Points of No Return
Fall, 1968. Kids don’t miss much. Seeing life from the waist down gives the average kid a very different perspective. To a kid, the lives of adults are mysterious, peculiar, riddled with contradictions, and full of seemingly nefarious activity.
The only rationale I could come up with to account for all this, was that something must have happened ‘twixt the cup and the lip’ – something in the adolescent years; something akin to the salmons’ instinct to spawn in the stream of origin, which caused them to, en masse, up and join the Loyal Order of the Buffalo.
What else could explain the constant shaking of hands, the aimless shuffling about the room, and the meaningless, repetitive conversations? It all smacked of ritual. All that seemed to be missing were the furry hats, the rolls of secret parchment and a big bell. One thing was for sure: I knew when I grew up I wanted none of it to look like this.
Well … the best of intentions … As a young adult, I found myself doing plenty of tribal dancing. Still, even in the thick of it, I never forgot those early thoughts, and I remained wary of drifting into a willing conformity with the folks in the middle of the bell shaped curve. Mind you, I don’t remember framing it that way at the time. I was young, arrogant, feeling my oats, and rather more prone to grunting my adolescent conceits like a wart hog releasing gas at the water hole.
Truth was, I was scared to death of conformity. The endless tucking in of untidy edges, the dotting of i’s, the crossing of t’s, and the constant couching of the language gave me a belly ache, and I found myself wondering whether I could do something a little less … well … normal.
That, as it turned out, wasn’t a problem. I was already in a band playing the hits of the Ventures and the Shadows, and bushwhacking through the local forest was taking up more and more of my time. Instinct told me that these were my paths, yet I continued to hear those insistent, nattering voices in my head – the societal sirens.
So off I went to college and, predictably, felt like an impostor the whole time I was there. Marine biology, as it turned out, wasn’t my path. In fact, the only positive experiences I remember from that period were listening to Fontella Bass on the the jukebox in the student lounge, seeing an early incarnation of Jefferson Airplane in concert, and finding Woody.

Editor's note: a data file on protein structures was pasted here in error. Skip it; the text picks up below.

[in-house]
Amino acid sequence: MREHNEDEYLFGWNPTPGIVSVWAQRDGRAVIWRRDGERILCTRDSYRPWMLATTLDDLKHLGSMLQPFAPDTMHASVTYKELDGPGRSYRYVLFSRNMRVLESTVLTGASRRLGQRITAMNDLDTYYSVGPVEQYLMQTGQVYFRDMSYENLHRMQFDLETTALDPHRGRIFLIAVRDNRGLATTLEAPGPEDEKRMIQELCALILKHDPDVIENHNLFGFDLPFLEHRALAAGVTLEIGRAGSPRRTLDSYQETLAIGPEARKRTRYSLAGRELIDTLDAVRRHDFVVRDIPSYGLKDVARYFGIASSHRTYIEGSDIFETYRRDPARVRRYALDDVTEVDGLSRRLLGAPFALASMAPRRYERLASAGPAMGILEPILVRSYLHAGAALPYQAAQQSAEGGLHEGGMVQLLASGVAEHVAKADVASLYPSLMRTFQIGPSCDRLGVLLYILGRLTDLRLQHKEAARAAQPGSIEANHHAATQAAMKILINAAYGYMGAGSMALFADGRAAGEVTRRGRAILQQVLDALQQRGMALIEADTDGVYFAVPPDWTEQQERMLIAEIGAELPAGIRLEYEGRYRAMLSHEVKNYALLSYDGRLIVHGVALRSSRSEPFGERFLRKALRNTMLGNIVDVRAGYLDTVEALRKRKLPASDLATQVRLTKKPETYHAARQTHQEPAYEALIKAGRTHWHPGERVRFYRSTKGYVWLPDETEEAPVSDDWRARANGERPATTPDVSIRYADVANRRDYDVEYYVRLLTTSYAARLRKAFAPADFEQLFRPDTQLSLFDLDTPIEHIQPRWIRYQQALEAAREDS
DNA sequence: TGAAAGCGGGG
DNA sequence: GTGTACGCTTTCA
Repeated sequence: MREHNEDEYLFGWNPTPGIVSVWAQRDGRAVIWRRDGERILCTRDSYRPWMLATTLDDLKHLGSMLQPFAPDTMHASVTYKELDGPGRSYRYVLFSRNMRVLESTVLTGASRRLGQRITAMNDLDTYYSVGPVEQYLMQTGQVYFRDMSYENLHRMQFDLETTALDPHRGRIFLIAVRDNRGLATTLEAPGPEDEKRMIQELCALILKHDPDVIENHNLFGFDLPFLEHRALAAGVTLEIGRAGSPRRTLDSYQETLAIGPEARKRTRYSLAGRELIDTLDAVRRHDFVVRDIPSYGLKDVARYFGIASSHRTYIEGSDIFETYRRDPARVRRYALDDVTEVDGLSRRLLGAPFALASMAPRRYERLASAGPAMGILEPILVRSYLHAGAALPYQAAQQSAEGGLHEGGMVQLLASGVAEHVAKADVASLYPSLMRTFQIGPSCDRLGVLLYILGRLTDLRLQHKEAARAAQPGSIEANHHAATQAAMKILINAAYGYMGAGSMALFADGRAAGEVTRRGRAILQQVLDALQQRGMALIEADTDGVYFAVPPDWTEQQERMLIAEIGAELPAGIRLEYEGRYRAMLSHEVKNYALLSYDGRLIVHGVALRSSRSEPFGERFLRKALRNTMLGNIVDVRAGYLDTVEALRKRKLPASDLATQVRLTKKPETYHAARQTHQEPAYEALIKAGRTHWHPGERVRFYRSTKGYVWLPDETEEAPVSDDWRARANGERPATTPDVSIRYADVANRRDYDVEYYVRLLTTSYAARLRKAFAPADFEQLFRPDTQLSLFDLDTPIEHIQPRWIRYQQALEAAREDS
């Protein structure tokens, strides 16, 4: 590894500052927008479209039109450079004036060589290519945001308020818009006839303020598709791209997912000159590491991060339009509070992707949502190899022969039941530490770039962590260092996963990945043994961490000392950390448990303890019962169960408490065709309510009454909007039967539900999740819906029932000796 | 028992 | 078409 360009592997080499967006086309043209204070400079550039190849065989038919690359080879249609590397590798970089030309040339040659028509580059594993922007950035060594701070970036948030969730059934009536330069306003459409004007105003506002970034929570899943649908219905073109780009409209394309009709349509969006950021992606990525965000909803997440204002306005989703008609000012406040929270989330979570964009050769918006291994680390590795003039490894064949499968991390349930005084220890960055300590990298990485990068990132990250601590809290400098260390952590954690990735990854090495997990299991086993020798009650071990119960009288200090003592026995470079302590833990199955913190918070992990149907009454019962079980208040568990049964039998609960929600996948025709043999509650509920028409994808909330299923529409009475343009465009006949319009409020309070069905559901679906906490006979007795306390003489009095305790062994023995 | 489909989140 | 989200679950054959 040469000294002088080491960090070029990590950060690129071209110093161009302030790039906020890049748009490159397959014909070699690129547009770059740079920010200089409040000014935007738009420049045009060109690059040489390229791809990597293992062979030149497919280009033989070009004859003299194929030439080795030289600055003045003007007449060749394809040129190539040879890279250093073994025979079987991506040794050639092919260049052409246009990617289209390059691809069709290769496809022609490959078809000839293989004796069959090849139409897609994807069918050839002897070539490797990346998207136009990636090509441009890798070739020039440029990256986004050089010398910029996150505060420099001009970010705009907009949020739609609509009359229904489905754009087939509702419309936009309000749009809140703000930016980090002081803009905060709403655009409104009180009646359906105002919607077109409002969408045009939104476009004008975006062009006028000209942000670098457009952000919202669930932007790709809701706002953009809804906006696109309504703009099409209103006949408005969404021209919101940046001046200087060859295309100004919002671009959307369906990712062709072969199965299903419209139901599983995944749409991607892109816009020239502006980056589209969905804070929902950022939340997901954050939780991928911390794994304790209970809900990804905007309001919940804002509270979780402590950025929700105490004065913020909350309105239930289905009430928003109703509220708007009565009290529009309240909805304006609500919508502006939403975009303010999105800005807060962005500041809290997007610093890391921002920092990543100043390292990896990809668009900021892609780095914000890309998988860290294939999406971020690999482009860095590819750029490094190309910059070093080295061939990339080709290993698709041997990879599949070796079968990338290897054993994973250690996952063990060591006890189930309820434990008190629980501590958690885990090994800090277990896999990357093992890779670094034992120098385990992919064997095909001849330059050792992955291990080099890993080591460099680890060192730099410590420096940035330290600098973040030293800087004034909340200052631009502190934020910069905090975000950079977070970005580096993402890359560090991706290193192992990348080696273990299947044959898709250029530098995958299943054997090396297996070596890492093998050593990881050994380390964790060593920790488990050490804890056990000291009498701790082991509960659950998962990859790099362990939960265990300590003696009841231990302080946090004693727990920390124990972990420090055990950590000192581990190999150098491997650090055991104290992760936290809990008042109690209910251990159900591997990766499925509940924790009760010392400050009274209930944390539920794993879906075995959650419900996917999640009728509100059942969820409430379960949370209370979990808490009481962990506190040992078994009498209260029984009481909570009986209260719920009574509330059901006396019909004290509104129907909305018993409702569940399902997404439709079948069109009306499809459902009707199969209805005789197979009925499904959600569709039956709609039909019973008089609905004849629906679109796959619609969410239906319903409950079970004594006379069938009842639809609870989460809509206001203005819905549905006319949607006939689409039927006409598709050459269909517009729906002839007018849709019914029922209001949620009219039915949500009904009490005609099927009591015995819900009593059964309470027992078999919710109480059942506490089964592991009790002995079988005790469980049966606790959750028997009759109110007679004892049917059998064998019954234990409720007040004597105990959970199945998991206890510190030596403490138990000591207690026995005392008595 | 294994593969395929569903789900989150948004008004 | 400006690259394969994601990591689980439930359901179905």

Ron Woodson was enrolled at Simon Fraser University. He was, like me, studying sciences and doing a shoddy job of the whole business. Mostly because all he really wanted to do was play music. I guess that’s what prompted him to stick the note up on the bulletin board; the one that said: ‘Bass player looking for R + B band,’
The timing was perfect. As fate would have it, our band had recently turned to Rhythm and Blues, and we needed a bass player. Ronnie turned out to be the perfect man for the job. He had the feel, the time and the ear. He sounded just like James Jamerson – bassist on hundreds of Motown hits; and when he joined up, everything changed.
When you’re playing, there is nothing quite like the feeling of ‘sitting in the pocket’ – laying down a great groove where all of the parts are working. You just don’t want it to stop.
I remember one situation where a great groove almost lost me a gig with Bo Diddley. Bo had hired my current trio to back him up at the Egress Nightclub. He had finished his show and we had already played him off, but we were so deep into the groove that we just didn’t want to stop, and we took our sweet time finishing the tune … way too much time. Finally, an exasperated Bo had to come back on stage to conduct us out. We were young, but still … sooo unprofessional! It never happened again.
That first little R + B band of ours had no trouble playing in the pocket, and a large part of that had to do with Woody. I would look over at him every now and then as he pounded out those funky bass lines with that big grin on his face. He always looked like a cat digesting a particularly tasty canary. He was in his own personal heaven.
Woody died at a young age in his car. It was all in the fine print I expect. I know I wasn’t consulted about the damn thing. I still mourn.